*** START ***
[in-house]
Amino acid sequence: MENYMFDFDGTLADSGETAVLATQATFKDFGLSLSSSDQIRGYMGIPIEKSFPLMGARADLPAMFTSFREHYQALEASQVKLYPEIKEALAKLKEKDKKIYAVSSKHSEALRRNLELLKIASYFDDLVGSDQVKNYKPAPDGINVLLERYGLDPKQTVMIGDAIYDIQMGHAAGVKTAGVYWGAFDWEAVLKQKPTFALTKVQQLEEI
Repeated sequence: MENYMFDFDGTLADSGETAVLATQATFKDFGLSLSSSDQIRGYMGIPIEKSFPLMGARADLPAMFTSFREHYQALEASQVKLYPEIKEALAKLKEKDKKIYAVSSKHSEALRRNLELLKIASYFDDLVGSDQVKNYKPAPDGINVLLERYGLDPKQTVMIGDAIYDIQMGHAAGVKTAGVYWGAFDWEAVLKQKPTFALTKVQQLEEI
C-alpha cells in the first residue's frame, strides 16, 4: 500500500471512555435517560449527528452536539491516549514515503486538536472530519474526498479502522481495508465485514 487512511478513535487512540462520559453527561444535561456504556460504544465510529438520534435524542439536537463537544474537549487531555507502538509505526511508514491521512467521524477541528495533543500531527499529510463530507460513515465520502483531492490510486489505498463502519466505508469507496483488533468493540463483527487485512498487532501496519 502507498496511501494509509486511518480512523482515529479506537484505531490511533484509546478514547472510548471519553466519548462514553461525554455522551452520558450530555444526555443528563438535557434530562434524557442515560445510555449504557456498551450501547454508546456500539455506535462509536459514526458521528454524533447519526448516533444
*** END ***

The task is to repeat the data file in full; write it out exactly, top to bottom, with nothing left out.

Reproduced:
[in-house]
Amino acid sequence: MENYMFDFDGTLADSGETAVLATQATFKDFGLSLSSSDQIRGYMGIPIEKSFPLMGARADLPAMFTSFREHYQALEASQVKLYPEIKEALAKLKEKDKKIYAVSSKHSEALRRNLELLKIASYFDDLVGSDQVKNYKPAPDGINVLLERYGLDPKQTVMIGDAIYDIQMGHAAGVKTAGVYWGAFDWEAVLKQKPTFALTKVQQLEEI
Repeated sequence: MENYMFDFDGTLADSGETAVLATQATFKDFGLSLSSSDQIRGYMGIPIEKSFPLMGARADLPAMFTSFREHYQALEASQVKLYPEIKEALAKLKEKDKKIYAVSSKHSEALRRNLELLKIASYFDDLVGSDQVKNYKPAPDGINVLLERYGLDPKQTVMIGDAIYDIQMGHAAGVKTAGVYWGAFDWEAVLKQKPTFALTKVQQLEEI
C-alpha cells in the first residue's frame, strides 16, 4: 500500500471512555435517560449527528452536539491516549514515503486538536472530519474526498479502522481495508465485514 487512511478513535487512540462520559453527561444535561456504556460504544465510529438520534435524542439536537463537544474537549487531555507502538509505526511508514491521512467521524477541528495533543500531527499529510463530507460513515465520502483531492490510486489505498463502519466505508469507496483488533468493540463483527487485512498487532501496519 502507498496511501494509509486511518480512523482515529479506537484505531490511533484509546478514547472510548471519553466519548462514553461525554455522551452520558450530555444526555443528563438535557434530562434524557442515560445510555449504557456498551450501547454508546456500539455506535462509536459514526458521528454524533447519526448516533444